Samsung pledges to boost French tech
The company who recently launched the Artik open IoT platform, consolidated its partnership with IoT network provider Sigfox by becoming a share holder of the French company. Sohn made the announcement shaking hands with Sigfox’ CEO Ludovic Le Moan and Anne Lauvergeon, chairwoman of the board.
This was in recognition of Sigfox pioneering the IoT network infrastructure at a time when connected objects only had short range power-hungry options, and clearly a sign that Samsung wants to be part of the data mining rush.
Sohn also announced the opening of a Samsung Strategy & Innovation Center in Paris and said the company was committed to a long term collaboration with the French Tech community for innovation in IoT, encouraging startups and mature industrial partners alike to leverage Samsung’s SmartThings Open Cloud together with the Artik IoT modules (which happen to be Sigfox-ready).
Although no specific figures were disclosed, French Minister of Economy, Finance and Industry Emmanuel Macron joined Sohn on stage to thank him personally.
Left, Samsung Electronics’ President and Chief Strategy Officer Young Sohn is praised by French Minister of Economy, Finance and Industry Emmanuel Macron.
"Thanks for believing in France and for investing in our country", Macron said, "French tech is getting there and Samsung Ventures’ investments in the French ecosystem is exactly what France needs", he added, insisting that IoT is one of the country’s top priorities to accelerate industrial and tech development.
Sohn was particularly keen to highlight the engineering talents available in France and emphasized the fact that as a large corporation, Samsung’s role wasn’t to swallow smaller companies or kill startups before they became competitors, but rather to help them grow within the open IoT ecosystem it was building.
In 2015, Samsung is committed to spending over 100 million US dollars in developer investment (read dev kits and tool support for Artik within the SmartThings Open Cloud), and by 2020, Sohn said 100% of Samsung’s digital appliances would be connected.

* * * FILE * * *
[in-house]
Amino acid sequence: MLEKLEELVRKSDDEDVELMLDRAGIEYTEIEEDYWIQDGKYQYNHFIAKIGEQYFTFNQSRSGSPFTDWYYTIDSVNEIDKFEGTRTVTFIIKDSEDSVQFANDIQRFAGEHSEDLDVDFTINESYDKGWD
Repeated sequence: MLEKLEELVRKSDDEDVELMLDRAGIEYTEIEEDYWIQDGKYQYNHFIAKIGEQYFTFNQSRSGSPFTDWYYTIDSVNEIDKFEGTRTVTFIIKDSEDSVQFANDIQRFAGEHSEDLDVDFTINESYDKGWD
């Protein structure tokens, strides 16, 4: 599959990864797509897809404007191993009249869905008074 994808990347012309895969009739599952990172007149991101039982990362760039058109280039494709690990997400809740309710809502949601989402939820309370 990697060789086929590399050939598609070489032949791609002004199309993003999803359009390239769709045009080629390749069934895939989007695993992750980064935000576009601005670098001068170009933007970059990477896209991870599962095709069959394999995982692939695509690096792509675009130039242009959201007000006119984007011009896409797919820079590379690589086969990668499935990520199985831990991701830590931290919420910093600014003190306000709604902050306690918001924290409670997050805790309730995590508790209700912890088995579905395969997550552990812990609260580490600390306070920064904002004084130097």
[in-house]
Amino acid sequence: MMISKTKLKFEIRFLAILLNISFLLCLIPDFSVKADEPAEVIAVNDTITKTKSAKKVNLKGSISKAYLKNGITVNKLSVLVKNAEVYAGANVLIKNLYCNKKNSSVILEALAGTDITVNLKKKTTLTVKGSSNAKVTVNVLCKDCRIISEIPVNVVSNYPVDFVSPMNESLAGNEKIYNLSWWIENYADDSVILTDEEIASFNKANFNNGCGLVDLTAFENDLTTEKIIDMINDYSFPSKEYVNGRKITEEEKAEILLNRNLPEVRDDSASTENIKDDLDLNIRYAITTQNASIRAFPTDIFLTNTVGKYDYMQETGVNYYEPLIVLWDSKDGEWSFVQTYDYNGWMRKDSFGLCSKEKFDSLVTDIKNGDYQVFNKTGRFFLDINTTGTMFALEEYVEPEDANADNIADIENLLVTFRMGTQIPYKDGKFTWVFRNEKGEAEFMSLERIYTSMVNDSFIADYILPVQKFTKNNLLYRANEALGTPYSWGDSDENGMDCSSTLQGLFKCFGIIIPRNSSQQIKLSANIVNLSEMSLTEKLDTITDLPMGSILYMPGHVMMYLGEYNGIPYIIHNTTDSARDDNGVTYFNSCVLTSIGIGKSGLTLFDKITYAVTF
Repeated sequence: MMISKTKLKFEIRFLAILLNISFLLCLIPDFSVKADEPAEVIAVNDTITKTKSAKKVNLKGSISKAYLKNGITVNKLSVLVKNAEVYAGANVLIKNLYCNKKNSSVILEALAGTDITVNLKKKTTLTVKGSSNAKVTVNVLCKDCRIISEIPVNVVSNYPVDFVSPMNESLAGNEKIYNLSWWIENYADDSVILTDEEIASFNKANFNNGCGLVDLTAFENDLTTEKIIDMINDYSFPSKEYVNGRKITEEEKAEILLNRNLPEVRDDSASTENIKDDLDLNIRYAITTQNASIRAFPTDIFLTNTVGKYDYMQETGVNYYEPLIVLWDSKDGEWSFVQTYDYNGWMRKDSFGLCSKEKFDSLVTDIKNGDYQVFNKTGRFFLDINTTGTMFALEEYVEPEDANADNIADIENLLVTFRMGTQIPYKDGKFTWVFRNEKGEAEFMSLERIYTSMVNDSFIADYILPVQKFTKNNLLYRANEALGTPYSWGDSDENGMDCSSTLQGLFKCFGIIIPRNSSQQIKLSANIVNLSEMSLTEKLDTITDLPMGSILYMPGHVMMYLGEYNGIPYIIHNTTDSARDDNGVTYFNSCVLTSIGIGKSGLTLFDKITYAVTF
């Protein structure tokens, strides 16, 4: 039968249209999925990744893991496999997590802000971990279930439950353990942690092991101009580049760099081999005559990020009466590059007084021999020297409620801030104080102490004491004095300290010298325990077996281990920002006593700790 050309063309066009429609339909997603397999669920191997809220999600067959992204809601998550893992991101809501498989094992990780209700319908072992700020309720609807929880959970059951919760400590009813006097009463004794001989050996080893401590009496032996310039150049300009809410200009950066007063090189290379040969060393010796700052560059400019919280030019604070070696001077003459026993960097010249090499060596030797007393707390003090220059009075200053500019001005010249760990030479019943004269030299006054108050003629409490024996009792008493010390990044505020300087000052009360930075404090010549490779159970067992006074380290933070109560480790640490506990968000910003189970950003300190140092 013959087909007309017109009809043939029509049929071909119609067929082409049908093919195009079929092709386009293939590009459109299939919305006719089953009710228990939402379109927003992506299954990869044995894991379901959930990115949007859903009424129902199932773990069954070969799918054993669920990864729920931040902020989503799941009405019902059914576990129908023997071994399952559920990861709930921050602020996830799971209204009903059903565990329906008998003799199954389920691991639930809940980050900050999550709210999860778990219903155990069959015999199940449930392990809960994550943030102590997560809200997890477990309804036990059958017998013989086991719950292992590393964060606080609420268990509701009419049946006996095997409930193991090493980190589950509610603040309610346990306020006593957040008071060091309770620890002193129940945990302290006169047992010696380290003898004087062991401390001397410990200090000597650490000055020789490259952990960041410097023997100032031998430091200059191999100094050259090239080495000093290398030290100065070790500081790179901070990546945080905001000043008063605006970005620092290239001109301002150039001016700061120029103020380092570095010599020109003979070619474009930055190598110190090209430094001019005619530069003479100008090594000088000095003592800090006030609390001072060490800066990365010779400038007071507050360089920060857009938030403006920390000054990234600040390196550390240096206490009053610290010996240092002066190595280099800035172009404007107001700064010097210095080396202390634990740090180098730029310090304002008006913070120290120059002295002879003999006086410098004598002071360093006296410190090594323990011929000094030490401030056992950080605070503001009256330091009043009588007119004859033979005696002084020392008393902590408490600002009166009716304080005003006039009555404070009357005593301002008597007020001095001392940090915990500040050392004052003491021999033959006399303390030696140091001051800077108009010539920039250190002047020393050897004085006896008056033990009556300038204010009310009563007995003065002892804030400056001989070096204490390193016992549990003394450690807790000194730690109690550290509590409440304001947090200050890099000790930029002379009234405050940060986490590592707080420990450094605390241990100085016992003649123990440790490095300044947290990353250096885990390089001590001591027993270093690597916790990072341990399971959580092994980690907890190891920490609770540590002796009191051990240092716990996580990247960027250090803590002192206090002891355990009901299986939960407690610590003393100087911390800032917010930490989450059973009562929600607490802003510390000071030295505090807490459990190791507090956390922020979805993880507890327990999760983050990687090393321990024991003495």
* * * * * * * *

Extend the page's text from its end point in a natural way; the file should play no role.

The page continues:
Prior to introducing the three Artik modules as the equivalent of Sigfox-enabled bare bone smartphone computer platforms, Sohn gave us a view of how IoT looked like on the world map, browsing through https://thingful.net, a search engine dedicated to indexing IoT devices and their data streams across the globe.
Sohn browsing on IoT search engine Thingful.net
Then he zoomed in on the California coast where he admitted, one of his favorite past-times is to go kite-surfing in the waves.
As an example of an innovative way to use IoT in a completely autonomous manner, Sohn described how (video footage of him launching wild aerials over furious seas, my respect for that) he had used a drone that automatically tracked his position half a mile out thanks to an arm-band tracker he was wearing, to constantly focus its camera on the kite-surfer while flying autonomously above the sea as a video-recording companion.
All had been setup from existing technology, but the point Sohn wanted to make was that with the Artik boards, the supercomputers that Samsung smartphones had become where now shrunk to the tiny Artik wirelessly-connected boards ready to enable more wearable and IoT innovation.
An open cloud infrastructure and a reliable IoT network will become increasingly important to make sense of all the singular data points that eventually billions of smart connected devices will generate across the globe, he emphasized.
"How do you make all the data come together and make sense of it?" He asked the audience, when potentially hundreds of millions of wearable healthcare devices could generate each about 1 Gbyte of data per day, or when billions of sensor nodes will be disseminated for micro-farming.
Sohn was joined on stage by several French companies and startups whose products required both Sigfox’ low power network connectivity, and with which he said Samsung had collaborated (BodyCap who demonstrated an ingestible pill that wirelessly transmits accurate body temperature measurements and Weenat who developed a number of temperature and humidity sensors for real-time micro-farming).
He also delivered what he said where the first Artik development kits in France, to startup FlyLab for the development of open source autonomous drones, to well established kitchen ware company SEB, and to a French electronics engineering school (École supérieure d’ingénieurs en électrotechnique et électronique) based in Amiens for the promotion of IoT in education.
More information about the Artik platform at www.artik.io.
Visit Samsung Electronics at www.samsung.com
Visit SIGFOX at www.sigfox.com